Father of 14-year-old filmed during apparent overdose asks witnesses to help RCMP
'Peer pressure and mob mentality' played role in others filming, sharing video of distressed teen: lawyer
The father of a 14-year-old who was filmed as he lay dying from an apparent overdose in Langley, B.C., is pleading with those who have information about what happened to avoid vigilantism and speak to RCMP officers instead.
Carson Crimeni was found still breathing by his grandfather on the pavement at the Walnut Grove skate park at 9:30 p.m. PT on Wednesday. Carson later died in hospital.
Police said the teen died of an apparent drug overdose and investigators are now looking for anyone who might have spoken to the boy in his final hours.
Carson's family said they believe someone gave him drugs. They said witnesses stood by, laughing, and took videos of the boy overdosing and later posted them to social media.
The boy was alone when his grandfather found him, his cellphone in a nearby garbage can.
The videos have prompted outrage and disgust online.
But Aron Crimeni, Carson's father, said any witnesses angered and upset by what happened should react by going to RCMP.
"We understand that these events have emotionally affected many people, and we ask that the community let the police do their investigation to get us answers and justice," Crimeni wrote in a statement sent to media on Sunday.
"If you were at the skate park that afternoon — or know somebody who was — we ask you to come forward at this time or contact the 24-hour tipline.
"We also sincerely ask that, as a community, we trust the RCMP. Do not take matters into our own hands. Any actions other than providing tips and evidence will distract from the investigation."
WATCH: Aron Crimeni speaks to CBC following the death of his son
Criminal lawyer Kyla Lee said the people who filmed Carson could be charged with criminal negligence causing death.
Lee said the action of filming would be enough to show deliberate disregard for the teen's life, which would allow the Crown to prove the offence.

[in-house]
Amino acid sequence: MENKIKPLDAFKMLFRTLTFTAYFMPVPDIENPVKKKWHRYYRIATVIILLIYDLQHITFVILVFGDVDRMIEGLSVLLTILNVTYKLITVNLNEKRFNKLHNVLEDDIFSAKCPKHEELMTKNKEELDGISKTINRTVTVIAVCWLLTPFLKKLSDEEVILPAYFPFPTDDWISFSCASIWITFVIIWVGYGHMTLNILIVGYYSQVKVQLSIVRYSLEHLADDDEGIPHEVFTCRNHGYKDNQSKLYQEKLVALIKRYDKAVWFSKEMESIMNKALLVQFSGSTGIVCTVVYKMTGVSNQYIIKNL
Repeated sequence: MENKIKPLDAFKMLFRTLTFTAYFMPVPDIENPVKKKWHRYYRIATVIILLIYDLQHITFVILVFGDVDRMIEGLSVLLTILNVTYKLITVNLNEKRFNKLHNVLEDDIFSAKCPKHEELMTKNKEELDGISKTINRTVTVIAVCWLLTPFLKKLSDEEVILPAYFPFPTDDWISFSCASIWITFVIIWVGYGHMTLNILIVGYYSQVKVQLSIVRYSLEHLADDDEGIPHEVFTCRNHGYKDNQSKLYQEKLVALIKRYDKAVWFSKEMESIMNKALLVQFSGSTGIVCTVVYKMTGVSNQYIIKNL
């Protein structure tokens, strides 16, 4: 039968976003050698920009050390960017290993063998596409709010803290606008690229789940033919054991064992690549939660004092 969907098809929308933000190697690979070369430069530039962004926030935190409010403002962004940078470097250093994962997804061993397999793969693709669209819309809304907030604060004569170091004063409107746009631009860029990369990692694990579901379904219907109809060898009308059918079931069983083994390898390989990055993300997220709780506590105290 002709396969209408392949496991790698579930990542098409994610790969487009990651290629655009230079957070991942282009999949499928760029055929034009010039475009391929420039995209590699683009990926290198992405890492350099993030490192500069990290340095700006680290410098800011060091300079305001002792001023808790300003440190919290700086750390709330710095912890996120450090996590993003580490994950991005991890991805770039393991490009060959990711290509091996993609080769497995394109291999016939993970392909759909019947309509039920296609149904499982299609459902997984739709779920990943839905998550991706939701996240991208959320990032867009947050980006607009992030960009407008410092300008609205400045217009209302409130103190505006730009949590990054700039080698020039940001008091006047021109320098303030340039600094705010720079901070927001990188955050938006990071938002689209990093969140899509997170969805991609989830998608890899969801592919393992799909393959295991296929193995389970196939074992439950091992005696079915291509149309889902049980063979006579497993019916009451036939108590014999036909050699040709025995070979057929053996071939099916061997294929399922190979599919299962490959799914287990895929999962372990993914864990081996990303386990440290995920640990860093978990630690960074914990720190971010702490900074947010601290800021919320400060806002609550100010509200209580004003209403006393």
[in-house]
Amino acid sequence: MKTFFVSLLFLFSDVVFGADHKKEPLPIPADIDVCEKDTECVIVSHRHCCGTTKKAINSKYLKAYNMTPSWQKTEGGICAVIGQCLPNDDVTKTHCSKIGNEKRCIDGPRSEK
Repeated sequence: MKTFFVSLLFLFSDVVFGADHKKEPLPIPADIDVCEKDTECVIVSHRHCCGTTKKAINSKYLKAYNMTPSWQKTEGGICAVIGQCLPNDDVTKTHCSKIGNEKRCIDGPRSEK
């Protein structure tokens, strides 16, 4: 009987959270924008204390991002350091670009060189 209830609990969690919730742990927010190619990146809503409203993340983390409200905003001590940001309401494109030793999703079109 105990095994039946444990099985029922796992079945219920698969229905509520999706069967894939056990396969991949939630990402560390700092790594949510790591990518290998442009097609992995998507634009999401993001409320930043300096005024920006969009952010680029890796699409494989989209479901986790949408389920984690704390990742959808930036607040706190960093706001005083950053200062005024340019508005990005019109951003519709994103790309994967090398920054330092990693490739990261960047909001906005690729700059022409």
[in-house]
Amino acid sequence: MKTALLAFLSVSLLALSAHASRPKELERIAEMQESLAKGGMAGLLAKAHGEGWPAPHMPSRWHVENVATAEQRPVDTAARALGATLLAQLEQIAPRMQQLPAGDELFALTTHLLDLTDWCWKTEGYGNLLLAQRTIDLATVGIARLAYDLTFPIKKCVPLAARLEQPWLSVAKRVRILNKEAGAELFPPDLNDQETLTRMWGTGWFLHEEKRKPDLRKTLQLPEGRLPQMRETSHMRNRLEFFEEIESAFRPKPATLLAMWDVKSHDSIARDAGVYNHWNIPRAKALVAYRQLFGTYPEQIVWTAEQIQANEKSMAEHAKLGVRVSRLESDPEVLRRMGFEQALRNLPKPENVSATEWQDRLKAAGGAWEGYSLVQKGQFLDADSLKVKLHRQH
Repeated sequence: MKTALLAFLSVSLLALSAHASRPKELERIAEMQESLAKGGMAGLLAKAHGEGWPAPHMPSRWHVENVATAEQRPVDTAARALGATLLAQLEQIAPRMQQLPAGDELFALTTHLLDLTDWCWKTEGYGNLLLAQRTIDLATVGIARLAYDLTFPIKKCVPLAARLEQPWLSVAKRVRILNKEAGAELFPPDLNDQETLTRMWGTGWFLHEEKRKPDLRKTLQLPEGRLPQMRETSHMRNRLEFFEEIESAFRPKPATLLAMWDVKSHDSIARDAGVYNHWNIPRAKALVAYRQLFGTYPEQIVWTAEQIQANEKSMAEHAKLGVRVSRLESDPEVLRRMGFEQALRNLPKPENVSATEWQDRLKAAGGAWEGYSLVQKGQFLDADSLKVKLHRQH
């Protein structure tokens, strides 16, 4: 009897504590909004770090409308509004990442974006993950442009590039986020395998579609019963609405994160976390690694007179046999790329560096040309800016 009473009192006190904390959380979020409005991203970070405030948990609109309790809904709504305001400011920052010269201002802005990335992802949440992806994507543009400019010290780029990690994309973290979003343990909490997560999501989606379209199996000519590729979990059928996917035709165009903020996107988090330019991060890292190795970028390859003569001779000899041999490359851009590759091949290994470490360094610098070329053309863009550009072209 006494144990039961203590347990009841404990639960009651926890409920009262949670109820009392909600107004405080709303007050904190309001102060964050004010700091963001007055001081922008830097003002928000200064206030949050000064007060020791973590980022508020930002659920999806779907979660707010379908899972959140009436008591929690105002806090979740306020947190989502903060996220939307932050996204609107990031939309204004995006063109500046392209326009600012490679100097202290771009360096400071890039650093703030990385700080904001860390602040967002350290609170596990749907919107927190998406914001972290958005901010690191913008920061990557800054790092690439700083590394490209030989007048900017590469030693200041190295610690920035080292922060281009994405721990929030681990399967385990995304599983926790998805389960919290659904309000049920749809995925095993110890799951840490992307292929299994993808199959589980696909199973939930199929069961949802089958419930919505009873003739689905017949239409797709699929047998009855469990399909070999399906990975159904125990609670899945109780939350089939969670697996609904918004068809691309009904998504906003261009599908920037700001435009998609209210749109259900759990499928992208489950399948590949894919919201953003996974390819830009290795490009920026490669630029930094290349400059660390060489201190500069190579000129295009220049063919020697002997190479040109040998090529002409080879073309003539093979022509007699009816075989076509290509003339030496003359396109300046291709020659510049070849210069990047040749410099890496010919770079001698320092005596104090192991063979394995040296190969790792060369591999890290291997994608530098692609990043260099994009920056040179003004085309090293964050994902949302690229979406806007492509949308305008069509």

"It's very apparent watching the video that this child is in distress," said Lee, citing the captions on the video posted to Snapchat, which disappeared within 24 hours.
Lee said the video was sent directly to her and was also plainly visible online.
Lee said those who were with Carson saw him as entertainment, rather than as a human — largely due to the fact that Carson was being broadcast on social media and that people were engaged in the event as a group.
"This situation says so much about the way that peer pressure and mob mentality can completely put people's blinders on to what the appropriate response is in a circumstance," Lee said.
"It takes away the sort of ability that people have to really consider what's happening. But it also eliminates the ability of anybody who's concerned to want to speak up when you have a group of people who are all expressing a particular view.
"You see people deviate in significant and extraordinary ways from their ordinary behaviour and act in ways that are legally reprehensible ... as they did in this case," Lee added.
Anyone between the ages of 12-18 charged in relation to Crimeni's death would be prosecuted in youth court, said Lee.
With files from Alex Migdal and Belle Puri